I think there are two separate issues here, Dan, that have both been wrapped up into the notion of being told something pretty. Your argument, that Deadwood's mission is to deprettify things, is clearly correct, but it occurs to me that there's a difference between telling a story that is no longer pretty and telling a story - pretty or ugly - in an ugly way. It's the latter that I believe Deadwood's writers have done, and which I find to be a betrayal of their viewers. It's one thing to shatter the conventions of a specific genre. It's quite another to ignore the time-tested rules of good storytelling and offer precious little in compensation for their contravention.

Clearly, I had a stronger reaction to the season's missteps than you did, but you're going to have to point out a character arc for Sol or Alma or Trixie before I become convinced that I've overreacted.

As for what the future holds for Deadwood, we can both speculate as much as we like - with the show cancelled, there's no way to determine which way the writers were headed.

William Lexner said...

This may sound blasphmous, but it's just a television program.

Indeed, it's one of the best television programs to ever grace the screen, but it *is* a TV show.

I think you expect too much from TV. It's produced, even the high end HBO stuff, for the masses. If you're looking for the depth available in literature in a TV show or a movie, you're setting yourself up for dissapointment. Every damn time.

Deadwood was wonderful for what it was; something slightly better than mindless programming. To attack things for what they aren't is sometimes appealing, but to assail a quality TV show for not being perfect is fruitless.

It was what it was.

Abigail Nussbaum said...

William:

Firstly, I'm not aware of having assailed Deadwood for not being perfect. I complained about it being bad. There's a world of difference.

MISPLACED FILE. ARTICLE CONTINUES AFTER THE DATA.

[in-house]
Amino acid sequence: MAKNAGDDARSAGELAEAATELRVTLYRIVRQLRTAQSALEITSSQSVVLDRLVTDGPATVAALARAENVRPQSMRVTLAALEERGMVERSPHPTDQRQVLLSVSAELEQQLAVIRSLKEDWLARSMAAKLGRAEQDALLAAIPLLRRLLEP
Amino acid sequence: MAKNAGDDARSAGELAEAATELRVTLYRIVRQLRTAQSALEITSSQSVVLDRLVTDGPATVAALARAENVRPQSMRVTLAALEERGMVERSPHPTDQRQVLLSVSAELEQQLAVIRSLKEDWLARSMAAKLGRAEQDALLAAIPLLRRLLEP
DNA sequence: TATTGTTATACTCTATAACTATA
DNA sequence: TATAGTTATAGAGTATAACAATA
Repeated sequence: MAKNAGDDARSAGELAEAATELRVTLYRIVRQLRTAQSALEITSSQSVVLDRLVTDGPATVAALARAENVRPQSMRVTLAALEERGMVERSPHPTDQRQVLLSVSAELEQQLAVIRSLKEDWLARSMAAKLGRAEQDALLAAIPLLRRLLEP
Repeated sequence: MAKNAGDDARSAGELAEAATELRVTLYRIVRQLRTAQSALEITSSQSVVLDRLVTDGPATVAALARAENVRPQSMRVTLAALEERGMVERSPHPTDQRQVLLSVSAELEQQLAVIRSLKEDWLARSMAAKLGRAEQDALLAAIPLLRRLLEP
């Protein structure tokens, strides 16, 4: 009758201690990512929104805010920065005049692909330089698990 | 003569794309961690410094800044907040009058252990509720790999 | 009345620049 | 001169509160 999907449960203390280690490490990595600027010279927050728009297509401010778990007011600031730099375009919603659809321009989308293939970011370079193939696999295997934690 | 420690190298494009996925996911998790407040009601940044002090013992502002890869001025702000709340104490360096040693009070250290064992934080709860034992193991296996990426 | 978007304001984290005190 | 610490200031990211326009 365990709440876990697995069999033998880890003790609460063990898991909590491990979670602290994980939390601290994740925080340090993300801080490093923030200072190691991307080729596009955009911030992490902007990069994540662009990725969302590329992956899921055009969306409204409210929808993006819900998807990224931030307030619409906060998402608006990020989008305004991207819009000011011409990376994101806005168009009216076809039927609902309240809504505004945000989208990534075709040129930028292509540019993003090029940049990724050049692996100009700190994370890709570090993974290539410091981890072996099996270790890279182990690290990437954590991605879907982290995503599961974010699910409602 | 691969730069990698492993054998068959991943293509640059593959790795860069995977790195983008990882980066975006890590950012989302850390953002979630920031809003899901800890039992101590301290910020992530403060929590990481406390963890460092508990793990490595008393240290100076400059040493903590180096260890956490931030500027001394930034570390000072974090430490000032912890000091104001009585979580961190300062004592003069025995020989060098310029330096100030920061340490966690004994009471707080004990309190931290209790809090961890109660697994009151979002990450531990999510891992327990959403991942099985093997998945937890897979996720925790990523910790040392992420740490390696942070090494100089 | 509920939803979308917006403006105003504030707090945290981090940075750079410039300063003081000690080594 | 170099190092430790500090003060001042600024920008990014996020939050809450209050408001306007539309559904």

Secondly, 'it's just TV, it doesn't have to be good?' Is that really your argument? In the face of such shows as Veronica Mars, the first season of Battlestar Galactica, The Sopranos, selected seasons of Whedonverse shows, and, hell, the first season of Deadwood, you're truly comfortable making the argument that the best television can achieve is mindless entertainment for the masses?

If so, well, so be it, but I hold television to a higher standard and, as the list above and various entries on this blog would indicate, I quite frequently find material that lives up to that standard.

And finally,

It was what it was.

Would you mind explaining why, in the face of that sentiment, anyone should offer an opinion about any work of fiction ever again?

William Lexner said...

Veronica Mars?

I do not believe that the highest level that TV can attain is mindless entertainment. I believe it is rare, however, for it to rise above such. Deadwood certainly did that. Deadwood Season 3 most certainly did that.

It was even, dare I say it, good television. Good for television, anyway. I assumed you were working on the assertion that overal, you liked the show. I'm rather shocked that you found it bad. And in comparison to.....Veronica Mars? I suppose there is no acounting for taste.

The medium is incapable of the depth and breadth of literature, so to compare the two is absurd.

A friend, drunk at a science fiction convention earlier this year, stated: "I just don't think you take Dungeons & Dragons seriously enough."

It was incredibly funny, because he meant it. As is your 'holding television to a higher standard,'
because I think you mean it.

If your standards assert that one of the 5 best television programs...of all time....is crap, then what ranks good on your scale?
(Admittedly, BSG, Soprano's, and Firefly are certainly meritorious. Please, oh please, don't tell me how anything else by Whedon is watchable.)

Abigail Nussbaum said...

Veronica Mars?

Just out of curiosity, have you ever watched the show?

I do not believe that the highest level that TV can attain is mindless entertainment. I believe it is rare, however, for it to rise above such. Deadwood certainly did that. Deadwood Season 3 most certainly did that.